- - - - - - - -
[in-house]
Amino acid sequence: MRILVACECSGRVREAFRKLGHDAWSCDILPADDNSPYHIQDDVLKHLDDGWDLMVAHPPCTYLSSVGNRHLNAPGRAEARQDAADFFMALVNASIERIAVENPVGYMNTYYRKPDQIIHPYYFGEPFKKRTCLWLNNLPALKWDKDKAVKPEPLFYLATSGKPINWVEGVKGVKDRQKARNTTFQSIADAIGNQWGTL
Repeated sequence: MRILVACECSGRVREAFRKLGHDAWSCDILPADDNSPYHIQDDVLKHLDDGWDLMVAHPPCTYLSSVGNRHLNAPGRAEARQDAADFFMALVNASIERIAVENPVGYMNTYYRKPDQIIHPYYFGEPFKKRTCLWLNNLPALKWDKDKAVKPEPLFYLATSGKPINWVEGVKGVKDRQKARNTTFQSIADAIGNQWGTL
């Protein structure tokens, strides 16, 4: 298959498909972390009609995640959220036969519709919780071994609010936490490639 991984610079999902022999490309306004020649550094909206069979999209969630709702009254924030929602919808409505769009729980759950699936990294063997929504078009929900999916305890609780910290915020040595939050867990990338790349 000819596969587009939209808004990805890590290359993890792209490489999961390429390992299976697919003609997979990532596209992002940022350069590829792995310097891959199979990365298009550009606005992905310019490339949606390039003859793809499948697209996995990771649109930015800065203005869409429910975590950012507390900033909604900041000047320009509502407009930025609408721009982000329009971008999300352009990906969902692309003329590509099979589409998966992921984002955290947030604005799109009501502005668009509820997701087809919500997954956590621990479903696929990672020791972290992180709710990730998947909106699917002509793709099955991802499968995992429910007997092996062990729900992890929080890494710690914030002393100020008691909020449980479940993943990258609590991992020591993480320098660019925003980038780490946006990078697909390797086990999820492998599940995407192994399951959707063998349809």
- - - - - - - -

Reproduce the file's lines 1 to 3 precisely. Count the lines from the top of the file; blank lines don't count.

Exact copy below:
[in-house]
Amino acid sequence: MRILVACECSGRVREAFRKLGHDAWSCDILPADDNSPYHIQDDVLKHLDDGWDLMVAHPPCTYLSSVGNRHLNAPGRAEARQDAADFFMALVNASIERIAVENPVGYMNTYYRKPDQIIHPYYFGEPFKKRTCLWLNNLPALKWDKDKAVKPEPLFYLATSGKPINWVEGVKGVKDRQKARNTTFQSIADAIGNQWGTL
Repeated sequence: MRILVACECSGRVREAFRKLGHDAWSCDILPADDNSPYHIQDDVLKHLDDGWDLMVAHPPCTYLSSVGNRHLNAPGRAEARQDAADFFMALVNASIERIAVENPVGYMNTYYRKPDQIIHPYYFGEPFKKRTCLWLNNLPALKWDKDKAVKPEPLFYLATSGKPINWVEGVKGVKDRQKARNTTFQSIADAIGNQWGTL